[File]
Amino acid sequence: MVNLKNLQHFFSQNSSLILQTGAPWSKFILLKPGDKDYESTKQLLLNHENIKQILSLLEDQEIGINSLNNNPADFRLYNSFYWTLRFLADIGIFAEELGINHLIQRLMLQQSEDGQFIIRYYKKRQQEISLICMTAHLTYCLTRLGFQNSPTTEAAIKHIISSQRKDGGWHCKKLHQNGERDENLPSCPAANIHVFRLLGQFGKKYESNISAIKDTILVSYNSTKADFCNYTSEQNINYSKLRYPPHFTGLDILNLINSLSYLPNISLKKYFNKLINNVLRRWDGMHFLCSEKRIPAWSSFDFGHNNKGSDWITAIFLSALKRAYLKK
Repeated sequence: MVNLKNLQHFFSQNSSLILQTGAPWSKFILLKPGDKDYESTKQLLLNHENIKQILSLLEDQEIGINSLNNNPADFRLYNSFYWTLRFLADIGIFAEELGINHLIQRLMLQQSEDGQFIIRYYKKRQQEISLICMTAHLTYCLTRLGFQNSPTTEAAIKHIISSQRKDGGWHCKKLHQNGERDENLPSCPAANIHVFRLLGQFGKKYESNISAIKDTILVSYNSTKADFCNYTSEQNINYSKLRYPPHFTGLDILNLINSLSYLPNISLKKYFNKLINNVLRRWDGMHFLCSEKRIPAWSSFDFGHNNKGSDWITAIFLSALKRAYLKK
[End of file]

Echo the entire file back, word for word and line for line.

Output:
Amino acid sequence: MVNLKNLQHFFSQNSSLILQTGAPWSKFILLKPGDKDYESTKQLLLNHENIKQILSLLEDQEIGINSLNNNPADFRLYNSFYWTLRFLADIGIFAEELGINHLIQRLMLQQSEDGQFIIRYYKKRQQEISLICMTAHLTYCLTRLGFQNSPTTEAAIKHIISSQRKDGGWHCKKLHQNGERDENLPSCPAANIHVFRLLGQFGKKYESNISAIKDTILVSYNSTKADFCNYTSEQNINYSKLRYPPHFTGLDILNLINSLSYLPNISLKKYFNKLINNVLRRWDGMHFLCSEKRIPAWSSFDFGHNNKGSDWITAIFLSALKRAYLKK
Repeated sequence: MVNLKNLQHFFSQNSSLILQTGAPWSKFILLKPGDKDYESTKQLLLNHENIKQILSLLEDQEIGINSLNNNPADFRLYNSFYWTLRFLADIGIFAEELGINHLIQRLMLQQSEDGQFIIRYYKKRQQEISLICMTAHLTYCLTRLGFQNSPTTEAAIKHIISSQRKDGGWHCKKLHQNGERDENLPSCPAANIHVFRLLGQFGKKYESNISAIKDTILVSYNSTKADFCNYTSEQNINYSKLRYPPHFTGLDILNLINSLSYLPNISLKKYFNKLINNVLRRWDGMHFLCSEKRIPAWSSFDFGHNNKGSDWITAIFLSALKRAYLKK